Summary: Tony Danza’s memoir of his year teaching 10th grade English at Philadelphia’s Northeast High School.
My thoughts: Despite the unique circumstance of simultaneously filming his classroom for the A&E reality series “Teach,” the story of Danza’s year really is the story of every new teacher. We have all suffered the same self-doubt, shed the same tears, and celebrated the same small successes. It’s gratifying (if not slightly surprising) to find the emotional, intellectual, physical, and social challenges and rewards of our job captured so honestly and vividly in the pages of this charming and touching book. Danza emerges as a real softy, perpetually on the brink of tears, either from frustrating classroom gaffes, emotional exchanges with his students, or embarrassing reprimands from administrators. It’s a testament to the power of his prose that, while reading, I found my eyes brimming, too (when I wasn’t chuckling at some of Danza’s novice missteps, recounted with refreshing honesty). Toward the end of the book my own tears finally fell in response to two words: “Our Atticus,” a tribute given by Danza’s students on the last day of school.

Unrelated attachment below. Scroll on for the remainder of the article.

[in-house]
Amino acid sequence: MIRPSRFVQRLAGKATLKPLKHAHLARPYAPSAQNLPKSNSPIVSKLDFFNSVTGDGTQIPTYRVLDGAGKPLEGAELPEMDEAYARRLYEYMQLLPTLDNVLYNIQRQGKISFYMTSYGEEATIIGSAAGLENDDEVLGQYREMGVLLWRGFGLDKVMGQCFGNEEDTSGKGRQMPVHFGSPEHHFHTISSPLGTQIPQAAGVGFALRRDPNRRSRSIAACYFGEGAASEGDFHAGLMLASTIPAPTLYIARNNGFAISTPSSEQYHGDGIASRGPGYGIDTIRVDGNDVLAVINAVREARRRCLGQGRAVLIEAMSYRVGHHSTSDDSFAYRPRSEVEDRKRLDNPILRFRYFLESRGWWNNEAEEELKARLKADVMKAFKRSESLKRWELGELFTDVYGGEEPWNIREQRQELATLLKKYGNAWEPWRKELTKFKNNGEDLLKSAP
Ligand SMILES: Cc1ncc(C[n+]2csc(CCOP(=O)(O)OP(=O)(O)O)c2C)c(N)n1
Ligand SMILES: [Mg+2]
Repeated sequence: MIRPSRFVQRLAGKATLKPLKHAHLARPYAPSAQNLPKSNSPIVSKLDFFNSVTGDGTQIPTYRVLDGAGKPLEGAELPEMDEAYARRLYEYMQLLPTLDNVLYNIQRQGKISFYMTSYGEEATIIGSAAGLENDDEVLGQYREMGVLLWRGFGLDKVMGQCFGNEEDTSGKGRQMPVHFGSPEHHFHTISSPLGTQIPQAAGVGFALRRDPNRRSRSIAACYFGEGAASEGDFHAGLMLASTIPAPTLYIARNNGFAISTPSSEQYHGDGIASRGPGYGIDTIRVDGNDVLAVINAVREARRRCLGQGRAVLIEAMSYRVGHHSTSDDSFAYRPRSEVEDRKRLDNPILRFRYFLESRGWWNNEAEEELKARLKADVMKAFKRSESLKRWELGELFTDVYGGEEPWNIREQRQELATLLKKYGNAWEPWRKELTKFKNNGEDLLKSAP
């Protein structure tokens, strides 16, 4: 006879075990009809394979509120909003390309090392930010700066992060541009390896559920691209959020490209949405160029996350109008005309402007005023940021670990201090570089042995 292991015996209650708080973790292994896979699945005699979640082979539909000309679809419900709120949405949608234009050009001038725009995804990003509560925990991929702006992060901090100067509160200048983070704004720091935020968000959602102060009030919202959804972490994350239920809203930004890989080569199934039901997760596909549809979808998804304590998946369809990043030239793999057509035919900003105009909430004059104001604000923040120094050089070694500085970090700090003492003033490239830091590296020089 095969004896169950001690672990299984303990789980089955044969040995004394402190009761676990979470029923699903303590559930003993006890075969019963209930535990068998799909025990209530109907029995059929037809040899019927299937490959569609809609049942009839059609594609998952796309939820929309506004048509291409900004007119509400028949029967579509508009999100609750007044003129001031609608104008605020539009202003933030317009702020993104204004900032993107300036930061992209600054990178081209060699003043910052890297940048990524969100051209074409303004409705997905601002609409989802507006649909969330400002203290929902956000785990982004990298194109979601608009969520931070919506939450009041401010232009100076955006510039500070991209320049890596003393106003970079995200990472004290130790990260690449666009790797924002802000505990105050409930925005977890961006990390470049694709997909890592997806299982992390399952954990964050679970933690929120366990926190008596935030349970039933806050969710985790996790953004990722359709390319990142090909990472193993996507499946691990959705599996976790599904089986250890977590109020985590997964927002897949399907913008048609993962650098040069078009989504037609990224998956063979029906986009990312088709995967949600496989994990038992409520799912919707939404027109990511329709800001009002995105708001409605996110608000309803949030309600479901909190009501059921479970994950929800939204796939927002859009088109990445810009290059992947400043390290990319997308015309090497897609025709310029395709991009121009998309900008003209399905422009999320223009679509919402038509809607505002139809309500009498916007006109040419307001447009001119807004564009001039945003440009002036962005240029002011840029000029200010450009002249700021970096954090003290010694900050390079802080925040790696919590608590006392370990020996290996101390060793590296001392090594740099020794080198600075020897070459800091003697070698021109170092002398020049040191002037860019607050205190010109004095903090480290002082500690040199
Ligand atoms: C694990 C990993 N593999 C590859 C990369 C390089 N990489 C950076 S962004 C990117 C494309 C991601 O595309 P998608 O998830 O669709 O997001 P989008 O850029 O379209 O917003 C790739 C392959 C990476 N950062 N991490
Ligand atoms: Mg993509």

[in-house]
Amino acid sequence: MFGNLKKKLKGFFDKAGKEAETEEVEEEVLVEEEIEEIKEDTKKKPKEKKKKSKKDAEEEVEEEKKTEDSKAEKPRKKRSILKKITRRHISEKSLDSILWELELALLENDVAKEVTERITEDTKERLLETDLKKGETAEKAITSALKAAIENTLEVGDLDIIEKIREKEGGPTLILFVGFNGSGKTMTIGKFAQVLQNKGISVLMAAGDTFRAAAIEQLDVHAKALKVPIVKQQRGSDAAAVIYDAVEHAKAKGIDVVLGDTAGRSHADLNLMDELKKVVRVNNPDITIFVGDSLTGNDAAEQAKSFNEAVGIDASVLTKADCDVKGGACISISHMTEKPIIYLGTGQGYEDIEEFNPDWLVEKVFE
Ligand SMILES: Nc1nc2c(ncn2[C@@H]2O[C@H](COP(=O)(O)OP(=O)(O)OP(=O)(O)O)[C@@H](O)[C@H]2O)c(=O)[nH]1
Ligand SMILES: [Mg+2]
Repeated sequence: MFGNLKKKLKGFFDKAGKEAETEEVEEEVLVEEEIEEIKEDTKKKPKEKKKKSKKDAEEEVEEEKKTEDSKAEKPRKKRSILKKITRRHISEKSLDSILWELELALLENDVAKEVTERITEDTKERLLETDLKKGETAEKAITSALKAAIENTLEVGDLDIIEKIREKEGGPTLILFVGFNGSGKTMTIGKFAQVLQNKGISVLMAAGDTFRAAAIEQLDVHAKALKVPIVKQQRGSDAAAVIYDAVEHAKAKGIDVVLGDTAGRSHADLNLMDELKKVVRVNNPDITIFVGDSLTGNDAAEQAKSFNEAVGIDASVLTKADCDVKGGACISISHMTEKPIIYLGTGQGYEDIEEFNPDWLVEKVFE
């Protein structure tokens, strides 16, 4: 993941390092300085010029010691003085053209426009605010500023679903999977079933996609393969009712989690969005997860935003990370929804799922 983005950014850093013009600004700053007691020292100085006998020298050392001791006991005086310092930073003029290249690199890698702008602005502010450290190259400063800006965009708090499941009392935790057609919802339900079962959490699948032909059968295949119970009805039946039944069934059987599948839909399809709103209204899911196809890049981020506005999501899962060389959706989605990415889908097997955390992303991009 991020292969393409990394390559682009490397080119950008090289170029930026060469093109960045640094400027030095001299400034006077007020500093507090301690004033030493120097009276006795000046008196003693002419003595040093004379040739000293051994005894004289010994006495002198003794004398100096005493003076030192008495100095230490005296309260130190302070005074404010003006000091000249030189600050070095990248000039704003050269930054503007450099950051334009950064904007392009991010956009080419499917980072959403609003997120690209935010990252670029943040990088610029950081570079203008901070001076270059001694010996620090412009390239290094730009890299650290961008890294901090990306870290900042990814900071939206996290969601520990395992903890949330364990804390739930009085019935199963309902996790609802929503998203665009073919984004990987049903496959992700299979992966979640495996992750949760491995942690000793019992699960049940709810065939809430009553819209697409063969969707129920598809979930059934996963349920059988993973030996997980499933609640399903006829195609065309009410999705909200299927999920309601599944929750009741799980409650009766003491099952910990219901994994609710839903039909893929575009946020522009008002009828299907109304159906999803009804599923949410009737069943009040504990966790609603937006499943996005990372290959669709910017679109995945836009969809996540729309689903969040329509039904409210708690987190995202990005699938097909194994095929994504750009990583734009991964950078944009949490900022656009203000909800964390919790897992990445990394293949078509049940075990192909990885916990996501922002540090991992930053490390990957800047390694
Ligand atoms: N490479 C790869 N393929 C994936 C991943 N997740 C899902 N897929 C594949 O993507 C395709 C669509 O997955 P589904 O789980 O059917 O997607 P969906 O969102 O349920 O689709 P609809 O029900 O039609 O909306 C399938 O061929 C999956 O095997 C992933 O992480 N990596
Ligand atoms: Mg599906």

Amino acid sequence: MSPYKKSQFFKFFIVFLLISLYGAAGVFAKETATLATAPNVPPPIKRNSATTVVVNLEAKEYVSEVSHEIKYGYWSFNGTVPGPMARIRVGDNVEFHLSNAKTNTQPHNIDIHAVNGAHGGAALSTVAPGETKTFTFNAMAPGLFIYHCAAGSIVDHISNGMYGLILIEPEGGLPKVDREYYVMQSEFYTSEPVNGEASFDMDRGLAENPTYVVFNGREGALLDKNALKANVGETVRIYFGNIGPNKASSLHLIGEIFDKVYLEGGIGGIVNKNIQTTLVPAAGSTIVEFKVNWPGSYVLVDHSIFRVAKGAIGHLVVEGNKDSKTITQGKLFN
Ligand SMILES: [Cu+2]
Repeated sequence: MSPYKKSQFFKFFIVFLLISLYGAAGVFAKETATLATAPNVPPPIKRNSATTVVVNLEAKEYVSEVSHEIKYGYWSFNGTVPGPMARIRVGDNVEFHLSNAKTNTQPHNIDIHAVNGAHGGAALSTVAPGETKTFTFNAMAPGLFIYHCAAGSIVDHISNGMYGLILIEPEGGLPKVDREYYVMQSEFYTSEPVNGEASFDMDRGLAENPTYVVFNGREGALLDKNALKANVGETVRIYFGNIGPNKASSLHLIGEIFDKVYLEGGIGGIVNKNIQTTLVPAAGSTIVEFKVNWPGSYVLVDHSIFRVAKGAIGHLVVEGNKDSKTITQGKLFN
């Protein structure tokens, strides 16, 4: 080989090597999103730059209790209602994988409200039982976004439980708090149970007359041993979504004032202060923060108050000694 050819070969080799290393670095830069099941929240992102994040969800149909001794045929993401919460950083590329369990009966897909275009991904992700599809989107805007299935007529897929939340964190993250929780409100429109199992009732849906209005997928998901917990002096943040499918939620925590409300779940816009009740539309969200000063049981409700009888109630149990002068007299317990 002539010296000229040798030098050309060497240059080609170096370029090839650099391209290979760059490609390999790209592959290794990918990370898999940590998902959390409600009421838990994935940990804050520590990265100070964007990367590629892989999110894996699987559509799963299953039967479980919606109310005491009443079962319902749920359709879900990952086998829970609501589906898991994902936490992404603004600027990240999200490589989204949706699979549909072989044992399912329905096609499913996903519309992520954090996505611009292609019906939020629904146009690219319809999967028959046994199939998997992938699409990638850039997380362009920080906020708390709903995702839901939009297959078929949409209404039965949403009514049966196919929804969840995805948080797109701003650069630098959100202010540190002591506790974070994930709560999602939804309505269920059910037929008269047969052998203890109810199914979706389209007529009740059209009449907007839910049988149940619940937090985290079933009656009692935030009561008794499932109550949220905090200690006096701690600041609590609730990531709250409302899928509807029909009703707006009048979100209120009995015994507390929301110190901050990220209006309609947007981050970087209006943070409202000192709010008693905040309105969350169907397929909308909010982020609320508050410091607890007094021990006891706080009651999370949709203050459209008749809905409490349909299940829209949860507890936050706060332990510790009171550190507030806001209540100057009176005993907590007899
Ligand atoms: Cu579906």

Recommend I’d Like to Apologize to teachers, both veteran and novice, or students who would enjoy a peek inside the faculty lounge.